“In some places in America, they are asking for a very stiff penny,” Thorson said. “Our presbytery decided to be nice and ask for no money, but we’re giving them $7,000 as a parting gift.”

The amicable departure from the PCUSA bodes well for Thorson and his congregation, and an entire church for just $7,000 seems like a bargain, but Thorson points out that Community Presbyterian had been paying all the bills anyway.

“Actually, we appreciate it, and we couldn’t be more grateful,” he said.

Beyond the legal matters, Thorson said the two-year process that led to the ECO alignment has taken its toll.

“It has been difficult, though, there’s no doubt about that,” he said. “We had some people leave because they thought we didn’t react quickly enough in the debate. They wanted us to react and be outraged. There were some other people who just don’t like conflict. Finally, there were some people who were scared by the word Evangelical. I think a lot of them thought of the word as smacking of Elmer Gantry (the main character in the novel about a hapless drunk womanizer who stumbles into evangelical ministry), and pressure tactics, and that’s not at all what we’re doing.”

Thorson said that in the process, he and his fellow church members thought about leaving the Presbyterian faith altogether, but in the end they decided they liked the ECO form of government.

“The ECO is different in that it has a flatter leadership model,” he said. “The whole presbytery is structured to generate accountability from congregation to congregation, and to create a continuity of message.”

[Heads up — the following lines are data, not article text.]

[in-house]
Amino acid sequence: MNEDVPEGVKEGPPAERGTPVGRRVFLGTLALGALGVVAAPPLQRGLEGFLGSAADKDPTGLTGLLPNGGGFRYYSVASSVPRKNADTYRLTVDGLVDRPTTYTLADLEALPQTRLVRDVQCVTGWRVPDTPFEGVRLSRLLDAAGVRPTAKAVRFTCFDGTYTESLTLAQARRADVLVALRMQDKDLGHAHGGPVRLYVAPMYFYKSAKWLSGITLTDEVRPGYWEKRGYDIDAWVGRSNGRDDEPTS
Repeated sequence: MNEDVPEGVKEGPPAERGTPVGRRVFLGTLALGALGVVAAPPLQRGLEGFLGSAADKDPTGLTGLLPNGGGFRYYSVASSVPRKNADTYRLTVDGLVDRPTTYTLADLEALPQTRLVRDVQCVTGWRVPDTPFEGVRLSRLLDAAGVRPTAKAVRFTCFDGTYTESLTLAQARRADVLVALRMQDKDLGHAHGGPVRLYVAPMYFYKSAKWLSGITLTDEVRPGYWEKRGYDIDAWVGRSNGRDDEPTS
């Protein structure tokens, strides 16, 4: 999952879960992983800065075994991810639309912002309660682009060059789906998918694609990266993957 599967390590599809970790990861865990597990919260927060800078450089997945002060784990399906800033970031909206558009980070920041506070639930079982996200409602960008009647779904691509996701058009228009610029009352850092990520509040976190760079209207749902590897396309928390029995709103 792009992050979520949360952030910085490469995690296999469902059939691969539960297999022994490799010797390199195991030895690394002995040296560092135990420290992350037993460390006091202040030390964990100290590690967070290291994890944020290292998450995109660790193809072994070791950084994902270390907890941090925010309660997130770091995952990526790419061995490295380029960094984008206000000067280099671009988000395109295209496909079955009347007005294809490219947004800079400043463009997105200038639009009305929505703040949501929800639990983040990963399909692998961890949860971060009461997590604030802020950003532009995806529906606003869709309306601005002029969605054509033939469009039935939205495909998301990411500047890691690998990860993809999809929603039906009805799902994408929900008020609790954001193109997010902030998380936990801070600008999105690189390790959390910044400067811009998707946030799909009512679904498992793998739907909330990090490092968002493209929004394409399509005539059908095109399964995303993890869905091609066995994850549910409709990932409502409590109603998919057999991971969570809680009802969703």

While such upheaval and restructuring is a part of the Presbyterian experience, it is important to note that the church, a member of the Sandy Ministerial Association, makes time to give to the community as well.

“On Friday nights we have an open door ministry and we feed homeless people,” Thorson said. “We’ve had this running for five years, and there’s a surprising number of homeless in our town. Also, a number of elderly and working poor come.”

The open door ministry was started by two students, one in high school and the other in college. Thorson thought the idea was well-intentioned but probably wouldn’t catch on.

“They came to me and I thought, ‘Sure, great,’ but I never thought it would last,” he said.

How’s that for a representational church?